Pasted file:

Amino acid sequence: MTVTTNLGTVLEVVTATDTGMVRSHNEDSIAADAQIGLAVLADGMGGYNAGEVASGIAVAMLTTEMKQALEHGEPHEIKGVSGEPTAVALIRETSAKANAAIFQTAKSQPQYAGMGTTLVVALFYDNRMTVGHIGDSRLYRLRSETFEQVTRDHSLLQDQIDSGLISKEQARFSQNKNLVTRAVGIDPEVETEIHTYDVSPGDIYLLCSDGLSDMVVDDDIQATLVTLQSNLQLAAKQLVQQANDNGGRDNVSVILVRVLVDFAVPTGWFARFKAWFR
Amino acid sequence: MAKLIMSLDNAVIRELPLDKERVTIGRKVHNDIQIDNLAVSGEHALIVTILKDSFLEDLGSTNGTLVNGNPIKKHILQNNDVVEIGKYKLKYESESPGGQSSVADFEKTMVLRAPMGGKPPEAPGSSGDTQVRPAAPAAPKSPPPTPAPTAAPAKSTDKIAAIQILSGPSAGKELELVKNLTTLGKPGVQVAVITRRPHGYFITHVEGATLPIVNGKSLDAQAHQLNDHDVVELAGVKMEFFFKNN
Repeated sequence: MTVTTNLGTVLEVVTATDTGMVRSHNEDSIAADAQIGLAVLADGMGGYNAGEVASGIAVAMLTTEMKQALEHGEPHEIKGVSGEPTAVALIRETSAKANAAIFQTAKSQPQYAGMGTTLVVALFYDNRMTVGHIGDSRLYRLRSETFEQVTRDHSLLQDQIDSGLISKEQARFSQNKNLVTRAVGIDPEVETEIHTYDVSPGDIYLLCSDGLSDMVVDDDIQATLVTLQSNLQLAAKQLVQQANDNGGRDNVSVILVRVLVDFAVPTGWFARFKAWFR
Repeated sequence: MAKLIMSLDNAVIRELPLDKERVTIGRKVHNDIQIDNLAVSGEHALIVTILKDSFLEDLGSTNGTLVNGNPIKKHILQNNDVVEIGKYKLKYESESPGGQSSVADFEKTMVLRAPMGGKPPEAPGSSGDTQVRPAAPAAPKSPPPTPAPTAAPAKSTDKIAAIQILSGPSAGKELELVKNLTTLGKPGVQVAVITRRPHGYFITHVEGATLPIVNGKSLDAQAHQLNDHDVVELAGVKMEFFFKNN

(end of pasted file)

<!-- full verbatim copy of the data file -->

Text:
Amino acid sequence: MTVTTNLGTVLEVVTATDTGMVRSHNEDSIAADAQIGLAVLADGMGGYNAGEVASGIAVAMLTTEMKQALEHGEPHEIKGVSGEPTAVALIRETSAKANAAIFQTAKSQPQYAGMGTTLVVALFYDNRMTVGHIGDSRLYRLRSETFEQVTRDHSLLQDQIDSGLISKEQARFSQNKNLVTRAVGIDPEVETEIHTYDVSPGDIYLLCSDGLSDMVVDDDIQATLVTLQSNLQLAAKQLVQQANDNGGRDNVSVILVRVLVDFAVPTGWFARFKAWFR
Amino acid sequence: MAKLIMSLDNAVIRELPLDKERVTIGRKVHNDIQIDNLAVSGEHALIVTILKDSFLEDLGSTNGTLVNGNPIKKHILQNNDVVEIGKYKLKYESESPGGQSSVADFEKTMVLRAPMGGKPPEAPGSSGDTQVRPAAPAAPKSPPPTPAPTAAPAKSTDKIAAIQILSGPSAGKELELVKNLTTLGKPGVQVAVITRRPHGYFITHVEGATLPIVNGKSLDAQAHQLNDHDVVELAGVKMEFFFKNN
Repeated sequence: MTVTTNLGTVLEVVTATDTGMVRSHNEDSIAADAQIGLAVLADGMGGYNAGEVASGIAVAMLTTEMKQALEHGEPHEIKGVSGEPTAVALIRETSAKANAAIFQTAKSQPQYAGMGTTLVVALFYDNRMTVGHIGDSRLYRLRSETFEQVTRDHSLLQDQIDSGLISKEQARFSQNKNLVTRAVGIDPEVETEIHTYDVSPGDIYLLCSDGLSDMVVDDDIQATLVTLQSNLQLAAKQLVQQANDNGGRDNVSVILVRVLVDFAVPTGWFARFKAWFR
Repeated sequence: MAKLIMSLDNAVIRELPLDKERVTIGRKVHNDIQIDNLAVSGEHALIVTILKDSFLEDLGSTNGTLVNGNPIKKHILQNNDVVEIGKYKLKYESESPGGQSSVADFEKTMVLRAPMGGKPPEAPGSSGDTQVRPAAPAAPKSPPPTPAPTAAPAKSTDKIAAIQILSGPSAGKELELVKNLTTLGKPGVQVAVITRRPHGYFITHVEGATLPIVNGKSLDAQAHQLNDHDVVELAGVKMEFFFKNN